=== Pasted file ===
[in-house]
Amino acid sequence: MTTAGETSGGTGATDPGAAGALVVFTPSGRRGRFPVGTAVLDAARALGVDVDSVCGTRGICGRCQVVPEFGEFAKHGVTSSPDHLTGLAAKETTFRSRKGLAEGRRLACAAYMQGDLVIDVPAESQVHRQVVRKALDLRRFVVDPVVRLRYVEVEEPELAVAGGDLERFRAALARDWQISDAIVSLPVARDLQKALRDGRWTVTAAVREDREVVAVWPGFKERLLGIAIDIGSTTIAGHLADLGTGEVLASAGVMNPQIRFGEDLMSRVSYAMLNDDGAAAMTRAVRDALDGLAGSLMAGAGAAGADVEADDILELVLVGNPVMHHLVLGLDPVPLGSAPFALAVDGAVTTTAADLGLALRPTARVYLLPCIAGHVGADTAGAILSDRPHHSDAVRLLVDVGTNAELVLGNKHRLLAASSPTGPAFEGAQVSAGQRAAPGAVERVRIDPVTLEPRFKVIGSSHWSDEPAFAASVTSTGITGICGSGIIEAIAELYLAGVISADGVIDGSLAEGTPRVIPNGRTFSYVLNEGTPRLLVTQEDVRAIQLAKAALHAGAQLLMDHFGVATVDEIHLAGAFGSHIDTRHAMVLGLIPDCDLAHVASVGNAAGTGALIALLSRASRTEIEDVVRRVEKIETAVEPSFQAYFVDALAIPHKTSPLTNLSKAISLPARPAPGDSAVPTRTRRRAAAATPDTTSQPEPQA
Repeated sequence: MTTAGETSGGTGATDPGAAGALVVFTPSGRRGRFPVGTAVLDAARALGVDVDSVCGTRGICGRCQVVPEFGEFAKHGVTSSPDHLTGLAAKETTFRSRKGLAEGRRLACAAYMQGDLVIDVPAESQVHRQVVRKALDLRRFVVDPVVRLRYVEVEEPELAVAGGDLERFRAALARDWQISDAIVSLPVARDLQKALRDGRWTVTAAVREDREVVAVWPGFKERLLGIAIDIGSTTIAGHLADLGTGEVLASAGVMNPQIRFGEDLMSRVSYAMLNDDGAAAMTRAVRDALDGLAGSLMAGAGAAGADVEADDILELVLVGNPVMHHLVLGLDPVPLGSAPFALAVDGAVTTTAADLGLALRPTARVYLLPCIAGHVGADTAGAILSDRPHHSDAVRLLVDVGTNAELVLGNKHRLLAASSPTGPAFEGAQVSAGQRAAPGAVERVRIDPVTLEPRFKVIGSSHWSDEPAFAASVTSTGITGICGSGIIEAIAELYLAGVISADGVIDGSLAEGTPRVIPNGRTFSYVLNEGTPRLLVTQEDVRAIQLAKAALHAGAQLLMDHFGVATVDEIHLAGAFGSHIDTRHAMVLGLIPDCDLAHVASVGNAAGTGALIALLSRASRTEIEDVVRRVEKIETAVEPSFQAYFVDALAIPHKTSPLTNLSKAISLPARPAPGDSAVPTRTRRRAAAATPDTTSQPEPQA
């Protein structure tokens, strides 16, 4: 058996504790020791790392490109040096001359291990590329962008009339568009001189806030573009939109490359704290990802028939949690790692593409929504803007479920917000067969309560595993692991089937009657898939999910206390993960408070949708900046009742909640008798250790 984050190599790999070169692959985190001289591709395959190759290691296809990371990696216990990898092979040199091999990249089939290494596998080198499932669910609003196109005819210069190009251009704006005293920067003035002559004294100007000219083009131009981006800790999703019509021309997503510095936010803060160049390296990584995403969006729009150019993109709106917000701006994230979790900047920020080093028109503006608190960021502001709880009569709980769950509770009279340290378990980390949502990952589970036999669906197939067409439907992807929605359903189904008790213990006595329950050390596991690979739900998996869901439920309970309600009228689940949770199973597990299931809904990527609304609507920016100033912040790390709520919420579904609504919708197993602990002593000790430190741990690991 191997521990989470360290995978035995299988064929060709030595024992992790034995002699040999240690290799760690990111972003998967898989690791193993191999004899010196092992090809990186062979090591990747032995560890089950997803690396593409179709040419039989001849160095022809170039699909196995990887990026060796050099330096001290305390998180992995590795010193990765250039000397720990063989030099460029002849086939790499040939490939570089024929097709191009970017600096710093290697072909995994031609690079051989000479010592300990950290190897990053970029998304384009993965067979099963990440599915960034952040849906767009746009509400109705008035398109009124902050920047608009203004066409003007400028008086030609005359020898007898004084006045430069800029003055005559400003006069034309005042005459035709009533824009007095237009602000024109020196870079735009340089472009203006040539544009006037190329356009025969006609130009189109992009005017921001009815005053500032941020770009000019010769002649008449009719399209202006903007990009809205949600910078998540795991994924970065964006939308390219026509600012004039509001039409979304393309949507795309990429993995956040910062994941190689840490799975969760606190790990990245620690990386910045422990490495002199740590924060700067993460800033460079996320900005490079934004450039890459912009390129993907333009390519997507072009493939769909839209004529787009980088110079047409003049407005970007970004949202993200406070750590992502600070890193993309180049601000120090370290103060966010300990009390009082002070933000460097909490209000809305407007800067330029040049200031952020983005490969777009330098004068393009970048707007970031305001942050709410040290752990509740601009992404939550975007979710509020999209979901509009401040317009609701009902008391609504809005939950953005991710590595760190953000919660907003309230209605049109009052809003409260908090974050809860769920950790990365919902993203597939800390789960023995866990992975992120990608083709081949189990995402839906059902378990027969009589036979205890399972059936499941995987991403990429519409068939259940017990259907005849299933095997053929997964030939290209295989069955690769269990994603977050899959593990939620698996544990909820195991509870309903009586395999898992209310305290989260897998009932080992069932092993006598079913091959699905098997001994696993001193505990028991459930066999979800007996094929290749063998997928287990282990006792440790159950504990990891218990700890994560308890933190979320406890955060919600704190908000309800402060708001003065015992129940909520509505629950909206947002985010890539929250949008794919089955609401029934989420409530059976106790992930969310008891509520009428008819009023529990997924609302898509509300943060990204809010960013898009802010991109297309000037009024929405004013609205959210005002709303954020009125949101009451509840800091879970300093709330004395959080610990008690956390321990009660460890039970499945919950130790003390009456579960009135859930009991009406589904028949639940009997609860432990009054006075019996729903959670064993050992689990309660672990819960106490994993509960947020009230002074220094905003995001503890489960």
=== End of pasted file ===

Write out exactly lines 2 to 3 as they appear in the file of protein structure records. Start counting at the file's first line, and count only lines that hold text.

Amino acid sequence: MTTAGETSGGTGATDPGAAGALVVFTPSGRRGRFPVGTAVLDAARALGVDVDSVCGTRGICGRCQVVPEFGEFAKHGVTSSPDHLTGLAAKETTFRSRKGLAEGRRLACAAYMQGDLVIDVPAESQVHRQVVRKALDLRRFVVDPVVRLRYVEVEEPELAVAGGDLERFRAALARDWQISDAIVSLPVARDLQKALRDGRWTVTAAVREDREVVAVWPGFKERLLGIAIDIGSTTIAGHLADLGTGEVLASAGVMNPQIRFGEDLMSRVSYAMLNDDGAAAMTRAVRDALDGLAGSLMAGAGAAGADVEADDILELVLVGNPVMHHLVLGLDPVPLGSAPFALAVDGAVTTTAADLGLALRPTARVYLLPCIAGHVGADTAGAILSDRPHHSDAVRLLVDVGTNAELVLGNKHRLLAASSPTGPAFEGAQVSAGQRAAPGAVERVRIDPVTLEPRFKVIGSSHWSDEPAFAASVTSTGITGICGSGIIEAIAELYLAGVISADGVIDGSLAEGTPRVIPNGRTFSYVLNEGTPRLLVTQEDVRAIQLAKAALHAGAQLLMDHFGVATVDEIHLAGAFGSHIDTRHAMVLGLIPDCDLAHVASVGNAAGTGALIALLSRASRTEIEDVVRRVEKIETAVEPSFQAYFVDALAIPHKTSPLTNLSKAISLPARPAPGDSAVPTRTRRRAAAATPDTTSQPEPQA
Repeated sequence: MTTAGETSGGTGATDPGAAGALVVFTPSGRRGRFPVGTAVLDAARALGVDVDSVCGTRGICGRCQVVPEFGEFAKHGVTSSPDHLTGLAAKETTFRSRKGLAEGRRLACAAYMQGDLVIDVPAESQVHRQVVRKALDLRRFVVDPVVRLRYVEVEEPELAVAGGDLERFRAALARDWQISDAIVSLPVARDLQKALRDGRWTVTAAVREDREVVAVWPGFKERLLGIAIDIGSTTIAGHLADLGTGEVLASAGVMNPQIRFGEDLMSRVSYAMLNDDGAAAMTRAVRDALDGLAGSLMAGAGAAGADVEADDILELVLVGNPVMHHLVLGLDPVPLGSAPFALAVDGAVTTTAADLGLALRPTARVYLLPCIAGHVGADTAGAILSDRPHHSDAVRLLVDVGTNAELVLGNKHRLLAASSPTGPAFEGAQVSAGQRAAPGAVERVRIDPVTLEPRFKVIGSSHWSDEPAFAASVTSTGITGICGSGIIEAIAELYLAGVISADGVIDGSLAEGTPRVIPNGRTFSYVLNEGTPRLLVTQEDVRAIQLAKAALHAGAQLLMDHFGVATVDEIHLAGAFGSHIDTRHAMVLGLIPDCDLAHVASVGNAAGTGALIALLSRASRTEIEDVVRRVEKIETAVEPSFQAYFVDALAIPHKTSPLTNLSKAISLPARPAPGDSAVPTRTRRRAAAATPDTTSQPEPQA